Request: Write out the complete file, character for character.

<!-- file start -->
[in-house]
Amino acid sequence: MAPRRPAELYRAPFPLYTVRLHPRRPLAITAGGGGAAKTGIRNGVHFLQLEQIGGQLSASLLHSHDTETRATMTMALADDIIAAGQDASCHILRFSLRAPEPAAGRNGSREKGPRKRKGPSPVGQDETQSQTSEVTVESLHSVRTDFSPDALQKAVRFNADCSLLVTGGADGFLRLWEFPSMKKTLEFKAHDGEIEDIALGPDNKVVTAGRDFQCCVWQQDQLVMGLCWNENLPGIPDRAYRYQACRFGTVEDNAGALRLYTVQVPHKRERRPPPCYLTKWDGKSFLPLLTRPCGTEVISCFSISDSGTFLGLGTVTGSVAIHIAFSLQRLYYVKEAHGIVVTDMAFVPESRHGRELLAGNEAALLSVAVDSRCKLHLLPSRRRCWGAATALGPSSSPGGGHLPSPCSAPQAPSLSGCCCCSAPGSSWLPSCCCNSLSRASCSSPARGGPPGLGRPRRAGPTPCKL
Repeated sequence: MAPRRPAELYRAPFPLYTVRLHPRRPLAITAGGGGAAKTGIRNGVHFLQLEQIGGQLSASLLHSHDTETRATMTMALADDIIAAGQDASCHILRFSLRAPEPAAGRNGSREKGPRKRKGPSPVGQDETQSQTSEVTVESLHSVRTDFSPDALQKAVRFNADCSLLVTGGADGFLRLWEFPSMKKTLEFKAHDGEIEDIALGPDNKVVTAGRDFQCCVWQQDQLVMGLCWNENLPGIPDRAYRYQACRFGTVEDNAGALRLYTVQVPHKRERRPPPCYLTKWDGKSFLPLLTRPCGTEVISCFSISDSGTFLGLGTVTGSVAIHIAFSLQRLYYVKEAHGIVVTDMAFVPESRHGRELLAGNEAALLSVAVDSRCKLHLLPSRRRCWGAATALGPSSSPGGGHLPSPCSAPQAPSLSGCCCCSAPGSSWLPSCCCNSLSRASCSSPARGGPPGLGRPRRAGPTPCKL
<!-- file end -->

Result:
[in-house]
Amino acid sequence: MAPRRPAELYRAPFPLYTVRLHPRRPLAITAGGGGAAKTGIRNGVHFLQLEQIGGQLSASLLHSHDTETRATMTMALADDIIAAGQDASCHILRFSLRAPEPAAGRNGSREKGPRKRKGPSPVGQDETQSQTSEVTVESLHSVRTDFSPDALQKAVRFNADCSLLVTGGADGFLRLWEFPSMKKTLEFKAHDGEIEDIALGPDNKVVTAGRDFQCCVWQQDQLVMGLCWNENLPGIPDRAYRYQACRFGTVEDNAGALRLYTVQVPHKRERRPPPCYLTKWDGKSFLPLLTRPCGTEVISCFSISDSGTFLGLGTVTGSVAIHIAFSLQRLYYVKEAHGIVVTDMAFVPESRHGRELLAGNEAALLSVAVDSRCKLHLLPSRRRCWGAATALGPSSSPGGGHLPSPCSAPQAPSLSGCCCCSAPGSSWLPSCCCNSLSRASCSSPARGGPPGLGRPRRAGPTPCKL
Repeated sequence: MAPRRPAELYRAPFPLYTVRLHPRRPLAITAGGGGAAKTGIRNGVHFLQLEQIGGQLSASLLHSHDTETRATMTMALADDIIAAGQDASCHILRFSLRAPEPAAGRNGSREKGPRKRKGPSPVGQDETQSQTSEVTVESLHSVRTDFSPDALQKAVRFNADCSLLVTGGADGFLRLWEFPSMKKTLEFKAHDGEIEDIALGPDNKVVTAGRDFQCCVWQQDQLVMGLCWNENLPGIPDRAYRYQACRFGTVEDNAGALRLYTVQVPHKRERRPPPCYLTKWDGKSFLPLLTRPCGTEVISCFSISDSGTFLGLGTVTGSVAIHIAFSLQRLYYVKEAHGIVVTDMAFVPESRHGRELLAGNEAALLSVAVDSRCKLHLLPSRRRCWGAATALGPSSSPGGGHLPSPCSAPQAPSLSGCCCCSAPGSSWLPSCCCNSLSRASCSSPARGGPPGLGRPRRAGPTPCKL